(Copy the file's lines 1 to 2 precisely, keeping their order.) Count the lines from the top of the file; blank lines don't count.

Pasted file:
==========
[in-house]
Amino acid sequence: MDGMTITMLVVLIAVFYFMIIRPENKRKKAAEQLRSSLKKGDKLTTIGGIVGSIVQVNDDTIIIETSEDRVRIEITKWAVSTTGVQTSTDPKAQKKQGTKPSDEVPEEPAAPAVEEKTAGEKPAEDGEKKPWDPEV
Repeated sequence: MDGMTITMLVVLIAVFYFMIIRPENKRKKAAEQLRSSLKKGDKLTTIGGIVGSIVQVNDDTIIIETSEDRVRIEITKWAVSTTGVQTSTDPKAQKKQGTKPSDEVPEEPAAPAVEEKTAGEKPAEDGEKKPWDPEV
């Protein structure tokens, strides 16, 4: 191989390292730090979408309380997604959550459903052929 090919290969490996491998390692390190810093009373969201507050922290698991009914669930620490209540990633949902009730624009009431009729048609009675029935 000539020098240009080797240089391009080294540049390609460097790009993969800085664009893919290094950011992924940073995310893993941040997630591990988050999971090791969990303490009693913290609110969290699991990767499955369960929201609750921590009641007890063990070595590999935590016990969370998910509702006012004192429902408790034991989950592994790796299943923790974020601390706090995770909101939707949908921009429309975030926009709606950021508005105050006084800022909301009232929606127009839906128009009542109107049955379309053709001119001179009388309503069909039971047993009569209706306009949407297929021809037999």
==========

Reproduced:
[in-house]
Amino acid sequence: MDGMTITMLVVLIAVFYFMIIRPENKRKKAAEQLRSSLKKGDKLTTIGGIVGSIVQVNDDTIIIETSEDRVRIEITKWAVSTTGVQTSTDPKAQKKQGTKPSDEVPEEPAAPAVEEKTAGEKPAEDGEKKPWDPEV